Earl James Ramsay, Lord Dalhousie, was born in April of 1812 at Dalhousie Castle in Scotland. A third son, he was a small child who grew up to be a small man, but there was nothing small about his short career. His family was not wealthy by aristocratic standards and he was driven to work harder than his peers. He married at the age of twenty-four, and entered parliament the following year. By the time he was thirty-two he was president of the Board of Trade, and at age thirty-six, he accepted the post of Governor-General of India.
Arriving in India in 1848 and carrying with him a formidable reputation for administrative efficiency, he set about creating the modern map of India by annexing, often in harsh military actions, the Punjab and the areas to the north and west of it. A meticulous manager, he established the structures which would run India right up to its liberation from British rule a century later and beyond, including railway lines, roads and telegraphs. One of the territories he annexed shortly after his arrival was the area now known as Himachal Pradesh, where the hill station that still bears his name is situated. Built as a retreat where British administrators could escape the intolerable summer heat of the plains below, the town of Dalhousie is situated on and around five hills. Located on the western edge of the Dhauladhar mountain range of the Himalayas, it is surrounded by scenic snow-capped peaks. At six- to nine-thousand feet above sea level, the best time to visit is in the summer. Scottish and Victorian architecture is prevalent in the bungalows and churches in the town.
Lord Dalhousie’s stringent policies resulted in his being created Marquis, and he returned from India after eight years of service with the Koh I Nur or ‘Mountain of Light’ diamond, now the centre-piece of the crown worn by the late Queen Mother, strapped to his waist. India had taken its toll on his already fragile health, and he died in 1860 at the age of forty-eight. Lord Curzon said of him that ‘No man ever gave his life to his Country, more completely or with more consuming devotion.’
One man among many who resisted Lord Dalhousie was Ma-harajah Singh, a sant sipahi (saint-soldier) who toured the Punjab exhorting the Sikh Punjabis to rise up against the British. Lord Dalhousie wrote to Punjab Governor Henry Lawrence in 1849: ‘Maharaja [sic] Singh has started a khalsa lehar (Sikh movement), and this should be crushed at all costs or else the English cannot step into Punjab.’ I find it interesting that he, a Scotsman, refers to the conquerors as ‘the English.’ Maharajah Singh continued to move from village to village, stirring up Sikh resistance and plotting to get Sikh soldiers in the British army to rise against their masters. He was arrested after his plan to subvert British troops leaked out, and was sent to Fort William in Calcutta, where he was systematically tortured during interrogation. After that, he was shifted to a jail in Singapore, where he died in 1855.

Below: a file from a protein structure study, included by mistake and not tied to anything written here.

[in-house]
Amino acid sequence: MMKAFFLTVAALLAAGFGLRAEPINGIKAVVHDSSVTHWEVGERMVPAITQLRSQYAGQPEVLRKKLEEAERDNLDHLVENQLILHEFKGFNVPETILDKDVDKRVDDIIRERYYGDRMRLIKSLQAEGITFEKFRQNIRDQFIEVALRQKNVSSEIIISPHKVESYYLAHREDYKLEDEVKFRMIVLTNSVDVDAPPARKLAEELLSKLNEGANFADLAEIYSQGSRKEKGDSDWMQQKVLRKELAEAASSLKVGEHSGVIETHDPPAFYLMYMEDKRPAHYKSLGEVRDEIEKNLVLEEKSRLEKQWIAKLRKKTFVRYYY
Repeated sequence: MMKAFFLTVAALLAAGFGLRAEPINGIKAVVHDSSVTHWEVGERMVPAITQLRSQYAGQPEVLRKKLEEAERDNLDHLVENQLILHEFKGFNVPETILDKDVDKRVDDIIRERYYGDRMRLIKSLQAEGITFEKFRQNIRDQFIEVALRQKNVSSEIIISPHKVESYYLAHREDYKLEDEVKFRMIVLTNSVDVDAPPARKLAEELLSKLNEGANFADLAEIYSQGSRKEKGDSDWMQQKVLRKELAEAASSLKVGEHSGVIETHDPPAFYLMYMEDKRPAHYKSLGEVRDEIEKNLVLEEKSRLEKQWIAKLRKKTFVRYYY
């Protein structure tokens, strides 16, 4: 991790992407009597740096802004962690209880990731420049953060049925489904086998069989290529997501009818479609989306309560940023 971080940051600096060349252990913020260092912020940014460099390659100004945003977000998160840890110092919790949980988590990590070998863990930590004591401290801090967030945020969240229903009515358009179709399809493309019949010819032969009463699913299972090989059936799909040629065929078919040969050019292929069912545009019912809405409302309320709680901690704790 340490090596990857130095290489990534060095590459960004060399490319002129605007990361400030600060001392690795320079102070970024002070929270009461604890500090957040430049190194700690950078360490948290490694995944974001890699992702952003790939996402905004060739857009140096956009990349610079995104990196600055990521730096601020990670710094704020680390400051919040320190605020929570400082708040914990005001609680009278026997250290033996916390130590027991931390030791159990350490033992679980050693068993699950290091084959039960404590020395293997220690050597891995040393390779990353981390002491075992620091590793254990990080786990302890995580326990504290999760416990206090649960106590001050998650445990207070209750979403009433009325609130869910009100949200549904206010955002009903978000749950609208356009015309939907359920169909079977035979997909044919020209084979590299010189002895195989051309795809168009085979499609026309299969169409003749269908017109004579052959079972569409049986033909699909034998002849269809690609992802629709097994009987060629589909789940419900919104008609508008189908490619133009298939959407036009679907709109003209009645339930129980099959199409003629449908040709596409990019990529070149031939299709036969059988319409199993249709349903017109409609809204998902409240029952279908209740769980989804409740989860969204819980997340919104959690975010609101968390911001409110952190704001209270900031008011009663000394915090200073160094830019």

On the 20th July, 1855, another sant sipahi by the name of Sawan Singh was born at Memansinghwala in the Ludhinana district of the Punjab. He was educated first at village schools and then at a mission high school. He enlisted in the 24th Punjab Regiment, and after training, joined the Indian Military Engineering Service, where he served from 1886 to 1911. In spite of his years in the army, Sawan Singh never saw military action and was the most peace-loving of men. If the Western perspective finds a contradiction, it is only a perspective. In the Sikh tradition, the military and the spiritual blur: men are called Lions and walk armed in the streets. Throughout his military career, he was preoccupied with spiritual matters, and studied all the texts that were available to him from a variety of religious sources. He also visited temples and teachers, and met his spiritual master, Jaimal Singh, in 1894. When Jaimal Singh died in 1903, Sawan assumed the duties of guru, and retired to Jaimal Singh’s ashram at Beas in 1911, where he lived until his death in 1948, shortly after liberation, and the partition of India and Pakistan with its attendant horrors.
It is said that in the last year of his life he stood on the roof-tops looking down at the stream of refugees pouring into the ashram and wept, the first time that anyone had ever seen him do so. Here we see him on the verandah of a building situated in Dalhousie, where, towards the end of his life, he often went to escape the summer heat and to preach, counsel, initiate and vari-ously perform all the duties and functions of a guru or spiritual master.
During a tour of duty as a District Commissioner in the Punjab, Sir Colin Garbett, the squire who had retired to White River, visited the ashram and met Sawan Singh, then known as ‘the Great Master’. He was so impressed that after settling his doubts as to whether it would conflict with his Christianity, he requested initiation and became a disciple, no doubt attempting the arduous two and a half hours of daily meditation required of followers. That he brought the ideas and practices of a Punjabi guru to the White River area was to be an important node in my mother’s history and my own. At that time, however, in the latter half of the 1930s, my mother was a teenager at Escort High School under the kindly but disciplinarian eye of the headmaster, Colonel Martin – my wife Julia’s grandfather.